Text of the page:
More than 4.4 million laid-off workers applied for US unemployment benefits last week as job cuts escalated due to the coronavirus pandemic.
Roughly 26 million people have filed for jobless aid in the five weeks since the coronavirus outbreak began forcing millions of employers to close their doors.
About one in six American workers have lost their jobs in the past five weeks, by far the worst string of lay-offs on record. Economists have forecast that the unemployment rate for April could go as high as 20%.
The enormous magnitude of job cuts has plunged the US economy into the worst economic crisis since the Great Depression of the 1930s. Some economists say the nation’s output could shrink by twice the amount that it did during the Great Recession, which ended in 2009.
The painful economic consequences of the virus-related shutdowns have sparked angry protests in several state capitals from crowds insisting that businesses be allowed to reopen.
Thursday’s report, showing that the pace of lay-offs remains immense, could heighten demands for re-openings.
Some governors have begun easing restrictions despite warnings from health authorities that it may be too soon to do so without causing new infections.
In Georgia, gyms, hair salons and bowling alleys can reopen on Friday. Texas has reopened its state parks.
The number of people who are receiving unemployment benefits has reached a record 16 million, surpassing a previous high of 12 million set in 2010, just after the 2008-2009 recession ended.
This figure reflects people who have managed to navigate the online or telephone application systems in their states, have been approved for benefits and are actually receiving money.
In some states, many laid-off workers have run into obstacles in trying to file applications for benefits. Among them are millions of freelancers, contractors, gig workers and self-employed people — a category of workers who are now eligible for unemployment benefits for the first time.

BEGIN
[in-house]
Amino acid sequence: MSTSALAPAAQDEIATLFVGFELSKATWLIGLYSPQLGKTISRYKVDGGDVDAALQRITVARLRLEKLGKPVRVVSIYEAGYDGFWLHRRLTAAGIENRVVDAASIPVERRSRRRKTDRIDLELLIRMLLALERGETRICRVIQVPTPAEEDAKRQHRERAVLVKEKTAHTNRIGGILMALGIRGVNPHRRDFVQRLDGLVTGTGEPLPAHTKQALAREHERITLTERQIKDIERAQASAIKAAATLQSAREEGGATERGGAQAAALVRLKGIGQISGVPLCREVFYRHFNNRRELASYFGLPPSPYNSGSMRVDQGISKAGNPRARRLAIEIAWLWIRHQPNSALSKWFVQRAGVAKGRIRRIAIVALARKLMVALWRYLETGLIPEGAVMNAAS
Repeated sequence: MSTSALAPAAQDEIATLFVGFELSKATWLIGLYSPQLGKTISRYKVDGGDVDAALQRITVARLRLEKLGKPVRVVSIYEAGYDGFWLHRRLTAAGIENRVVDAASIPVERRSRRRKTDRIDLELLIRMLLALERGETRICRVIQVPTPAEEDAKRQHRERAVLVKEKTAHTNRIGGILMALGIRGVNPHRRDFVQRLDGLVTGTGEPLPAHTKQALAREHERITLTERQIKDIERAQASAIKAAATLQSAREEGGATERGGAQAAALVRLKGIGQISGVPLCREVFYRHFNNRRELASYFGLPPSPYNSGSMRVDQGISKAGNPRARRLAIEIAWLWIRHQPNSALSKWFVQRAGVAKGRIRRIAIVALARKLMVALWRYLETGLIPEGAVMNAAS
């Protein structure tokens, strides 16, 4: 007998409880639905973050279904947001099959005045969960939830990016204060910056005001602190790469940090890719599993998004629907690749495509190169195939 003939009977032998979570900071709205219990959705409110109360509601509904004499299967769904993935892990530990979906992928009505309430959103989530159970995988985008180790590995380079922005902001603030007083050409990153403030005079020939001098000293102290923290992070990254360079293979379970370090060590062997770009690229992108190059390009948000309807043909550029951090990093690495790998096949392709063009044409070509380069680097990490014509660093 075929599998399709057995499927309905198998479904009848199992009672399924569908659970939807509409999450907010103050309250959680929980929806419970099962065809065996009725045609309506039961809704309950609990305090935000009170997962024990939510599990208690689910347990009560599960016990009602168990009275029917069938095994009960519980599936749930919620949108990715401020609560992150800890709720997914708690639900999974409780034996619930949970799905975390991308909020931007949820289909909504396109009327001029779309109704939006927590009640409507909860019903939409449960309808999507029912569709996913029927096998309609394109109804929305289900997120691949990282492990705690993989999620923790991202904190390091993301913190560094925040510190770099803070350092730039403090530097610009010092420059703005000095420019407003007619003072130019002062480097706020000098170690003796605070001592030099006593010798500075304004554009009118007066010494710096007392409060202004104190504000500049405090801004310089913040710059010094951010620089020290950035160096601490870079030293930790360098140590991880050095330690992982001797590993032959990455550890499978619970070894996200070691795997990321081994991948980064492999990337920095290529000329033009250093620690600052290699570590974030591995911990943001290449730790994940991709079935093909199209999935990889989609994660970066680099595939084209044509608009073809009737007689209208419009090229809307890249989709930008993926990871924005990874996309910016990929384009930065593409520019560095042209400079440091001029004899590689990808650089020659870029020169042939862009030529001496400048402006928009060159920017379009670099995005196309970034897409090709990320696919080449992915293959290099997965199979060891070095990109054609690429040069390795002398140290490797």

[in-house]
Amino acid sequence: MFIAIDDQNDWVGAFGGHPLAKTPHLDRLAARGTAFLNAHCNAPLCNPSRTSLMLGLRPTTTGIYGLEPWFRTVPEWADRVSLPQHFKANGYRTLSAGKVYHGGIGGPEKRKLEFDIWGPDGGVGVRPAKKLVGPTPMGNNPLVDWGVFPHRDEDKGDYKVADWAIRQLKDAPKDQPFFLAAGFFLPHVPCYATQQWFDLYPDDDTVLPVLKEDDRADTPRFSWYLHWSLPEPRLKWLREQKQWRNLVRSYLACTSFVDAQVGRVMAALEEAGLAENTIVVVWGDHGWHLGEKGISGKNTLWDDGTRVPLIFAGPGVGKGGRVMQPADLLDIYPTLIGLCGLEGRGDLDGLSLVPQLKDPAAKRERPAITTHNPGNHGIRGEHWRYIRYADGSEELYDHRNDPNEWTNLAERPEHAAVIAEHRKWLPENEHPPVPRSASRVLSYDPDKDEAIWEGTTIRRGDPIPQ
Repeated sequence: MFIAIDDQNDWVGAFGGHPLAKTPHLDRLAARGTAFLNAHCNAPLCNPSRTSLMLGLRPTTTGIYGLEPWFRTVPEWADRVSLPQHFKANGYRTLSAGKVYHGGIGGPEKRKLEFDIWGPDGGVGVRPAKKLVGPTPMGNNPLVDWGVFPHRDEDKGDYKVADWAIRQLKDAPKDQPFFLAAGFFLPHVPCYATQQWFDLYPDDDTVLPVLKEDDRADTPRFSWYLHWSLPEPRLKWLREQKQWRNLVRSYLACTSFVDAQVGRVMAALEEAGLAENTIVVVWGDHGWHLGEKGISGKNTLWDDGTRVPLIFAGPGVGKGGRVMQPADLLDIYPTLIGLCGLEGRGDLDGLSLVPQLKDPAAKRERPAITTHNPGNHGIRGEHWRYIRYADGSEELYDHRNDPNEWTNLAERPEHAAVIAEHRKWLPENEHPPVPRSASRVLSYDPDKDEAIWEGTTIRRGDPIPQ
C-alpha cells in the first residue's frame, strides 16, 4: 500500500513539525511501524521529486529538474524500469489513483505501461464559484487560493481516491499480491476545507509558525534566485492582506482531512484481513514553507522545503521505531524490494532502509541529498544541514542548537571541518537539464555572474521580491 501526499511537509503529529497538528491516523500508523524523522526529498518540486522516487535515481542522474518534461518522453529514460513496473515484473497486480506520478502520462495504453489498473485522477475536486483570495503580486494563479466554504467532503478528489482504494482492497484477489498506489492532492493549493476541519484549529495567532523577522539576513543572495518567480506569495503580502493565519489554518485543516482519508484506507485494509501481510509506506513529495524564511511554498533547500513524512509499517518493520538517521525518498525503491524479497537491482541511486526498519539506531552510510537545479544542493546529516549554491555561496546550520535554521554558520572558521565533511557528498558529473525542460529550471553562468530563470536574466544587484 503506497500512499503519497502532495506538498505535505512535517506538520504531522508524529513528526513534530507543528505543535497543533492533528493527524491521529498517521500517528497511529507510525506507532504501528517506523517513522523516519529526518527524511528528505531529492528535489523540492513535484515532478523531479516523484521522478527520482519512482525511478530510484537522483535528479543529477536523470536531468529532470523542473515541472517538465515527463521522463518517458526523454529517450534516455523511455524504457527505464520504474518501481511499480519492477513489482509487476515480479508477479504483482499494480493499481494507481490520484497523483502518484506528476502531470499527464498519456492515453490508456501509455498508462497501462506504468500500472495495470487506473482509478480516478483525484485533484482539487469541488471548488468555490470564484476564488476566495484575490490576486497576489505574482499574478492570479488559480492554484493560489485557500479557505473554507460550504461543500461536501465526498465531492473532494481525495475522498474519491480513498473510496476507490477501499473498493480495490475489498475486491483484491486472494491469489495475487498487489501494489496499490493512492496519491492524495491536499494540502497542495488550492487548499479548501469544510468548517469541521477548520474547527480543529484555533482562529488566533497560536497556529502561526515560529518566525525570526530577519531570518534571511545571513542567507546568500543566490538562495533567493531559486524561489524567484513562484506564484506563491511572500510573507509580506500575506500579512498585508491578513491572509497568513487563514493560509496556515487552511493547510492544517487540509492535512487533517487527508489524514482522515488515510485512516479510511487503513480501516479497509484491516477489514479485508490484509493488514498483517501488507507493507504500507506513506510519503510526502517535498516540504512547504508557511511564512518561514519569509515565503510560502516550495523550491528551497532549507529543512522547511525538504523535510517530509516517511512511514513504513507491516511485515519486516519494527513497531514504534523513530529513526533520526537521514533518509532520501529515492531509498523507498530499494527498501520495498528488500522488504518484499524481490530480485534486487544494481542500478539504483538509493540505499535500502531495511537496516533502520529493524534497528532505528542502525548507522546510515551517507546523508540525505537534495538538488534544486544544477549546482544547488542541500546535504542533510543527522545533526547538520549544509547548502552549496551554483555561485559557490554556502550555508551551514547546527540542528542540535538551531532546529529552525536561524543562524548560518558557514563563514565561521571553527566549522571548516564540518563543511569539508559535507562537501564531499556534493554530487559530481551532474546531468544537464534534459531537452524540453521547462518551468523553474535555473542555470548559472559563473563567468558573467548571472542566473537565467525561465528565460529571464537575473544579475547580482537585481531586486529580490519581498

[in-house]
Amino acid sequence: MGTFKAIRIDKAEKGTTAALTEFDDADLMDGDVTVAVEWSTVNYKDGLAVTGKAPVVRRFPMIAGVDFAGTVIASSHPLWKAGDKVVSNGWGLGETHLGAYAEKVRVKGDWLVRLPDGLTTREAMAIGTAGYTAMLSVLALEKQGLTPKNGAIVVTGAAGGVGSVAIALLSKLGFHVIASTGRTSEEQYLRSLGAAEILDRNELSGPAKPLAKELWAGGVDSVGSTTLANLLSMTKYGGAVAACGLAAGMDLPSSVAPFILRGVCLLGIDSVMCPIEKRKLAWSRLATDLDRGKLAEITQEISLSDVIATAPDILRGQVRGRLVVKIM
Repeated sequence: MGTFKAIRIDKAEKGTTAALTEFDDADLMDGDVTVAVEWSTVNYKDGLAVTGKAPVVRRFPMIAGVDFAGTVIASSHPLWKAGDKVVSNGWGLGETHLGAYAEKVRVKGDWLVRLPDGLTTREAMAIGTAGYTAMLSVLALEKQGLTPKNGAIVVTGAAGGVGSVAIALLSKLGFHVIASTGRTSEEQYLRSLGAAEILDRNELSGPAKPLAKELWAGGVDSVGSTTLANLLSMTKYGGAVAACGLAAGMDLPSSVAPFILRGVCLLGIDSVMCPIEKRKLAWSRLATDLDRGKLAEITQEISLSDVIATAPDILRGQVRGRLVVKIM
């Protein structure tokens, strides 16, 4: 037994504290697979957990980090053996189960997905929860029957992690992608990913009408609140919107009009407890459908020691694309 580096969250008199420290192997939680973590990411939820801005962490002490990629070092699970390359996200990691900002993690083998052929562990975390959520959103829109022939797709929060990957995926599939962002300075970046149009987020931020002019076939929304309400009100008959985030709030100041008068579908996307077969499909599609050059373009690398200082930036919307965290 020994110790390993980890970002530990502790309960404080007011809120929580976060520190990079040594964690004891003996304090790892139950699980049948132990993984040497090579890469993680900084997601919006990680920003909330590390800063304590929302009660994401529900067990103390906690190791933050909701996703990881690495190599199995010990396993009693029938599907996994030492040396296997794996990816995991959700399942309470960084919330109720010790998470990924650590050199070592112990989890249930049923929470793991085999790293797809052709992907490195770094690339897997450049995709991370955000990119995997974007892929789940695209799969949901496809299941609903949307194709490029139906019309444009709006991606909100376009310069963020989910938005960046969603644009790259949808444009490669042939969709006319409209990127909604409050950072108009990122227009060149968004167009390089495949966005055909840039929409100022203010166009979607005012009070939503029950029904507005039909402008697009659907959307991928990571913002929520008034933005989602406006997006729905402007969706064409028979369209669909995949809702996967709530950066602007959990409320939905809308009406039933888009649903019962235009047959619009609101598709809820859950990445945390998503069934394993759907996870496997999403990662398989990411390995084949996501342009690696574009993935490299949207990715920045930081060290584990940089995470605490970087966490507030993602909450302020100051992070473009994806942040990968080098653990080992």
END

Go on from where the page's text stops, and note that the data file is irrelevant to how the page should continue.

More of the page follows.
“This has been a really devastating shock for a lot of families and small businesses,” said Aaron Sojourner, an economist at the University of Minnesota. “It is beyond their control and no fault of their own.”
In Florida, applications for unemployment benefits nearly tripled last week to 505,000, the second-highest total behind much-larger California’s 534,000.
Florida has had trouble processing many of its applications. Its figure suggests that the state is finally clearing a backlog of claims from jobless workers.
In Michigan, 17% of the state’s workforce is now receiving unemployment aid, the largest proportion in the country. It is followed by Rhode Island at 15%, Nevada at 13.7% and Georgia at 13.6%.
Just about every major industry has absorbed sudden and severe lay-offs. Economists at the Federal Reserve estimate that hotels and restaurants have shed the most jobs – 4 million since February 15. That is nearly one-third of all the employees in that industry.
Construction has shed more than 9% of its jobs. So has a category that includes retail, shipping and utilities, the Fed estimated. A category that is made up of data processing and online publishing has cut 4.7%.
When the government issues the April jobs report on May 8, economists expect it to show breathtaking losses. Economists at JPMorgan are predicting a loss of 25 million jobs. That would be nearly triple the total lost during the entire Great Recession period.